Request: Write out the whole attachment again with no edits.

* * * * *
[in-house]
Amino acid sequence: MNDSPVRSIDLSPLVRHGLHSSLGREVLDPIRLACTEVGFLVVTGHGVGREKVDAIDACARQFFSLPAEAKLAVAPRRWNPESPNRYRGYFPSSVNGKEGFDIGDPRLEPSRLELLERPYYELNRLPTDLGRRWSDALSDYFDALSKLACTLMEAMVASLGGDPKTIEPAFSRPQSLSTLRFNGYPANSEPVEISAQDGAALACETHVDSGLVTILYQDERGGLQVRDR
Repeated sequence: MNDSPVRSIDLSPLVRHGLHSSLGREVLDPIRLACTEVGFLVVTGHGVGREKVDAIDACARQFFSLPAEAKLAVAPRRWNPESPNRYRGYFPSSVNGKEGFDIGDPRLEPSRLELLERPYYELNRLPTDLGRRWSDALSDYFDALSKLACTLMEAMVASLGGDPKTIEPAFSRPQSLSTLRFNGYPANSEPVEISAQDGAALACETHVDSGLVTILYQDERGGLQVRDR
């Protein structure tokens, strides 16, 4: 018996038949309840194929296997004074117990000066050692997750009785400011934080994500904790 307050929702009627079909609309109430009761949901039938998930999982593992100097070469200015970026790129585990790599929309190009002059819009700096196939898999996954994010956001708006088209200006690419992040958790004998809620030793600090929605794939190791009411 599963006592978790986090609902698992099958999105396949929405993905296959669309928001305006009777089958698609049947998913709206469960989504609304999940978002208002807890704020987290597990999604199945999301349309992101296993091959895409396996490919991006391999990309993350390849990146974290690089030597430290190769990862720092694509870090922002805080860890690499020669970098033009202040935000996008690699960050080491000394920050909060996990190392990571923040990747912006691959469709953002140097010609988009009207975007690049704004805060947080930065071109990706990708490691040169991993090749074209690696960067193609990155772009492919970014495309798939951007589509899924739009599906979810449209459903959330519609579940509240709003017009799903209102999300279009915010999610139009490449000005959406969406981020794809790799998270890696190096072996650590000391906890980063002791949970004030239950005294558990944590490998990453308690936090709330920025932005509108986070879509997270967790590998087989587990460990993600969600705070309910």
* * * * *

[in-house]
Amino acid sequence: MNDSPVRSIDLSPLVRHGLHSSLGREVLDPIRLACTEVGFLVVTGHGVGREKVDAIDACARQFFSLPAEAKLAVAPRRWNPESPNRYRGYFPSSVNGKEGFDIGDPRLEPSRLELLERPYYELNRLPTDLGRRWSDALSDYFDALSKLACTLMEAMVASLGGDPKTIEPAFSRPQSLSTLRFNGYPANSEPVEISAQDGAALACETHVDSGLVTILYQDERGGLQVRDR
Repeated sequence: MNDSPVRSIDLSPLVRHGLHSSLGREVLDPIRLACTEVGFLVVTGHGVGREKVDAIDACARQFFSLPAEAKLAVAPRRWNPESPNRYRGYFPSSVNGKEGFDIGDPRLEPSRLELLERPYYELNRLPTDLGRRWSDALSDYFDALSKLACTLMEAMVASLGGDPKTIEPAFSRPQSLSTLRFNGYPANSEPVEISAQDGAALACETHVDSGLVTILYQDERGGLQVRDR
């Protein structure tokens, strides 16, 4: 018996038949309840194929296997004074117990000066050692997750009785400011934080994500904790 307050929702009627079909609309109430009761949901039938998930999982593992100097070469200015970026790129585990790599929309190009002059819009700096196939898999996954994010956001708006088209200006690419992040958790004998809620030793600090929605794939190791009411 599963006592978790986090609902698992099958999105396949929405993905296959669309928001305006009777089958698609049947998913709206469960989504609304999940978002208002807890704020987290597990999604199945999301349309992101296993091959895409396996490919991006391999990309993350390849990146974290690089030597430290190769990862720092694509870090922002805080860890690499020669970098033009202040935000996008690699960050080491000394920050909060996990190392990571923040990747912006691959469709953002140097010609988009009207975007690049704004805060947080930065071109990706990708490691040169991993090749074209690696960067193609990155772009492919970014495309798939951007589509899924739009599906979810449209459903959330519609579940509240709003017009799903209102999300279009915010999610139009490449000005959406969406981020794809790799998270890696190096072996650590000391906890980063002791949970004030239950005294558990944590490998990453308690936090709330920025932005509108986070879509997270967790590998087989587990460990993600969600705070309910």